The key underlying principle for all these decisions is fairness. All public sector workers are being asked to take their fair share of the burden. And incidentally, since I have been asked this question by many officers, politicians are certainly not exempt.
Ministers have taken a 5 per cent pay cut and a pay freeze for the next five years. MPs’ allowances have been reformed, our pensions are about to be, and we have just agreed to a pay freeze. It is right that we should play our part.
There is also an issue of fairness as between the public and private sectors. Many people who work for companies have already experienced the harsh impact of the downturn. And we need to be fair to taxpayers, too.
That is why we asked Tom Winsor to look at police pay and conditions. His view was that the existing arrangements for police remuneration are outdated and unfair.
I am concerned that the Police Federation is drawing officers’ attention to the allowances which Winsor recommends should go, while conveniently ignoring the new benefits which he proposes. It is true that Winsor proposes a net saving, rising to some £200 million a year. This is 2 per cent of the pay bill. But he suggests that the majority of savings should be ploughed back into new benefits, such as allowances for officers who work antisocial hours or have particular skills.
So it’s simply not true that every officer would lose from Winsor. Many would gain. I would encourage officers to read Winsor’s report for themselves and to fill in his online ready reckoner so that they can see the true impact of the proposals on their own pay packages. His proposals will now be considered in the Police Negotiating Board. We will listen, and consider its recommendations carefully.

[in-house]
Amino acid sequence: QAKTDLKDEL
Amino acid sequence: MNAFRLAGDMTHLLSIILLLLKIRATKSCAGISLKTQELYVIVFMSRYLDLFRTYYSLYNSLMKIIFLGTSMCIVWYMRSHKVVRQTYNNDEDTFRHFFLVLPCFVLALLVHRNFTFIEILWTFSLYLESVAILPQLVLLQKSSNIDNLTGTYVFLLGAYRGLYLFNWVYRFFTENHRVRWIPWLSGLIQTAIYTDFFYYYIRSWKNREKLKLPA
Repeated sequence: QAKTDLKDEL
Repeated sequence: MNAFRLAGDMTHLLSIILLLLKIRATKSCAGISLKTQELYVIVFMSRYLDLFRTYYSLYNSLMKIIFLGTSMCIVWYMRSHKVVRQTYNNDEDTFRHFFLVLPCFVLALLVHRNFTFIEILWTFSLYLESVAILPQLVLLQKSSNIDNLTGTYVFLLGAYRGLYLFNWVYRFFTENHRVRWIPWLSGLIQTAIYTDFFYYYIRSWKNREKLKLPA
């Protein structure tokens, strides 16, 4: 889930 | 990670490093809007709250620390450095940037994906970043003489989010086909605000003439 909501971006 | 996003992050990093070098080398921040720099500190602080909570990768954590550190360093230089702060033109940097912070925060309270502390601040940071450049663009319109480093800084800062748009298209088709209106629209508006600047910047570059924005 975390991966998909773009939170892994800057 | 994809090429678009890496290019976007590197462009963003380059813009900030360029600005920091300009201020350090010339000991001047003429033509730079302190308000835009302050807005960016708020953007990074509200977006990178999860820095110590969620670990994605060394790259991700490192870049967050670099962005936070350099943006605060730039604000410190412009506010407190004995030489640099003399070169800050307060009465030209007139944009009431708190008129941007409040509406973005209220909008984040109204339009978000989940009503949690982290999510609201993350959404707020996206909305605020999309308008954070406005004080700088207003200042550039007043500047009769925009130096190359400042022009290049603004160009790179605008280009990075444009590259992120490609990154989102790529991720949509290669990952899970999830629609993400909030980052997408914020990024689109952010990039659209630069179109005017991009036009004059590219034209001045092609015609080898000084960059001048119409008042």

I understand the concern of officers about the potential combination of pay and pension changes. But when others in the public sector would be affected, too, I do not believe that it would be right, as some have suggested, to exempt the police from the difficult decisions which we are having to take. Indeed, to do so could damage the important relationship between the police and the public they serve.
I’m sorry to hear it said that the action we are having to take on funding and pay means that we don’t value the police. Nothing could be further from the truth.
I am a fierce supporter of the police. Last week, for instance, I was vocal in backing the officers who protected the public and property, facing totally unacceptable personal attack, when violence broke out on the streets of London.
I am determined to help officers to do their job in every way I can, whether it’s by reducing bureaucracy, dealing with inefficiencies in the criminal justice system, or eliminating targets and central direction that gets in the way. I want to restore professional discretion and give officers the space to exercise their judgement. And I want to encourage high quality training and a new focus on skills. That’s what Peter Neyroud’s report on leadership and training is about this week, and we’ll now consult on his ideas.
I am well aware that, in common with others who work in the public sector, we are asking officers to tighten their belts. I particularly feel for the police staff and some officers whose jobs may be going altogether.
But, taken together, the savings from a pay freeze and Winsor would amount to over half a billion pounds a year. If forces aren’t able to save this sum, they will be forced to make deeper cuts, equating to around another 10,000 police officer jobs. That is the stark but simple choice.
The police do difficult and dangerous work. They cannot strike. We MUST recognise this, treat officers fairly and pay them well. We must continue to value, in the Prime Minister’s words, the finest police service in the world. But we must also take some tough decisions and do the right thing for the whole country. I hope that officers will recognise that.